Court martial begins for former head of military’s HR accused of inappropriate relationship

Court martial begins for former head of military’s HR accused of inappropriate relationship

Politics

A two-week military court martial is expected to begin Monday into the Canadian Armed Forces’ former head of human resources over allegations of an inappropriate relationship with a subordinate. 

Highest ranking military leader to face court martial after sexual misconduct crisis

Ashley Burke · CBC News

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Lt.-Gen Steven Whelan has been with the Canadian military since 1990.

Lt.-Gen Steven Whelan has been with the Canadian military since 1990. (Military Personnel Command/X)

A two-week court martial is expected to begin Monday for the Canadian Armed Forces’ former head of human relations over allegations of an inappropriate relationship with a subordinate.

Lt.-Gen. Steven Whelan was charged in July 2022 with two counts under the National Defence Act related to “conduct to the prejudice of good order and discipline.” 

The charges are tied to alleged incidents between January, 2010 and June, 2011 while Whelan served as commander of Task Force Jerusalem, the defence department said. The task force helped train the Palestinian Authority security forces to build their capacity, according to the defence department’s website. 

Whelan has previously denied any wrongdoing.

Whelan is one of the highest ranking military members to have his case tried in the military’s judicial system in recent history.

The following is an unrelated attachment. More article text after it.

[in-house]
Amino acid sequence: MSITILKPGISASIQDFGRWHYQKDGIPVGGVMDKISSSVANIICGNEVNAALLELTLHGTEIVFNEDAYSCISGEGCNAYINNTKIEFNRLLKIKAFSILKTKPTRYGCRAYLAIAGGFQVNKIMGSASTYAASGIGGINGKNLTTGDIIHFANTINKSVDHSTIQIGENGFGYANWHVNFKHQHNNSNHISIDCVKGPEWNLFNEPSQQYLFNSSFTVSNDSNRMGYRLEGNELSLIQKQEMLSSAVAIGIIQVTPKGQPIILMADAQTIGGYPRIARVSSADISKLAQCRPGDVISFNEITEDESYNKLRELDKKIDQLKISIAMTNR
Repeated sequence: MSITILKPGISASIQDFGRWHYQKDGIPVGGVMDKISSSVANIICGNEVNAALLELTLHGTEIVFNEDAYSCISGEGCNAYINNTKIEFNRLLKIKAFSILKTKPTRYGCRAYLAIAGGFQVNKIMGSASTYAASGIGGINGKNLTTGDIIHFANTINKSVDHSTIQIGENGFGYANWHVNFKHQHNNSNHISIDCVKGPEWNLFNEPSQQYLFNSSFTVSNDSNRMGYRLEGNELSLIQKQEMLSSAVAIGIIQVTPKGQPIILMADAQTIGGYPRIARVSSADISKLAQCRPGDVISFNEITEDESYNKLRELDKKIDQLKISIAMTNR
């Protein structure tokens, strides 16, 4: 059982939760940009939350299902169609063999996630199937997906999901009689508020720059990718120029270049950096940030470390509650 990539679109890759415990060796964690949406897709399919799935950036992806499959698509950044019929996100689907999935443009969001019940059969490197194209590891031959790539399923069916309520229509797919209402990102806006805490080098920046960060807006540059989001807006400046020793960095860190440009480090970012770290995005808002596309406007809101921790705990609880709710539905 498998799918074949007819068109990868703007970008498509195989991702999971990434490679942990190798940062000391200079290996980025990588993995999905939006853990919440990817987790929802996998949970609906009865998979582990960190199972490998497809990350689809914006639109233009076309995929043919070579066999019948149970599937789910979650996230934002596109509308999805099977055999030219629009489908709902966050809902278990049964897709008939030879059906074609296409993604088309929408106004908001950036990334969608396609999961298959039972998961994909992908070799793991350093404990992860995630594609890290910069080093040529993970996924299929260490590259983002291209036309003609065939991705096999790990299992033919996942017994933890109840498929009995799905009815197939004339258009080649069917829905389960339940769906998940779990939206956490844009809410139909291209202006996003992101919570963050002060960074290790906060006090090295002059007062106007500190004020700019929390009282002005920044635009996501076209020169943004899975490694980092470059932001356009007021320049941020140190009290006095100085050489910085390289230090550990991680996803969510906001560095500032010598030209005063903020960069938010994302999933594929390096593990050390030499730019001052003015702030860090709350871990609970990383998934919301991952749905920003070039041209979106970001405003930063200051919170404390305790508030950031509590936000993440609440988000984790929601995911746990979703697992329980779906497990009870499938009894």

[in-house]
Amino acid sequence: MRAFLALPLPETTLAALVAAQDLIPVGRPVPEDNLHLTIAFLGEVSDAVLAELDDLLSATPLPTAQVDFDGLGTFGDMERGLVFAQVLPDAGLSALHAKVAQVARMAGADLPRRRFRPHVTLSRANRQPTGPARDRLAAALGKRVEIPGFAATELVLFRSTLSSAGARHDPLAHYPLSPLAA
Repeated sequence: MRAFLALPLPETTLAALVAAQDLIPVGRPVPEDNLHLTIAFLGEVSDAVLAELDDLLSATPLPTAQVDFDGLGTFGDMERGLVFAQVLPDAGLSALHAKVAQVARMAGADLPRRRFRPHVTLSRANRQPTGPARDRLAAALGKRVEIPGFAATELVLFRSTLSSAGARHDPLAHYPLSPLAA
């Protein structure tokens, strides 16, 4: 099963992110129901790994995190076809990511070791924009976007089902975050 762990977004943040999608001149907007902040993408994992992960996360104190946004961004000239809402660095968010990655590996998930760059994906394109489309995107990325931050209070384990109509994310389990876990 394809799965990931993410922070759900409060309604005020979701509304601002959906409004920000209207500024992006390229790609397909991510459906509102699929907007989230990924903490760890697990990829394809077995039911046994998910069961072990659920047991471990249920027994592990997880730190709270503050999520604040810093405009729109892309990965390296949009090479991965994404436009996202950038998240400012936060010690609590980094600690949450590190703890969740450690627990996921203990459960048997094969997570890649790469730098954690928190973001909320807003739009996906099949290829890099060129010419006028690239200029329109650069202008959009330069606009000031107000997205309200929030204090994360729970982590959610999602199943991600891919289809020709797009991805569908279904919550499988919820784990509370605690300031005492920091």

Since late 2021, the military said all new sexual offence charges under the Criminal Code are being laid by civilian police and prosecuted in civilian courts. The move is in response to retired Supreme Court Justice Louise Arbour’s interim recommendation to transfer cases of this kind to civilian authorities due to an “eroded trust and morale.” 

Whelan’s case is going through the military’s judicial system because the investigation did not “reveal any evidence” to support laying criminal charges and is “specific to the military context,” the defence department has said.

A landmark report into the military’s judicial system from retired Supreme Court justice Morris Fish found a series of real and perceived gaps in the military justice system’s independence from the chain of command.

A woman with short, red hair, wearing red-framed glasses, smiles.

Louise Arbour, former Justice of the Supreme Court of Canada, delivered a landmark report on sexual misconduct in the military last year. (Darren Calabrese/The Canadian Press)

Whelan is also the most senior military official to face a court martial in connection to the military’s sexual misconduct crisis.

Since 2021, roughly a dozen senior Canadian military officers — current and former — have been sidelined, investigated or forced into retirement from some of the most powerful and prestigious posts in the defence establishment.

Whelan replaced now retired Vice-Admiral Haydn Edmundson, who was charged in 2021 with sexual assault and committing indecent acts stemming from allegations dating back to 1991.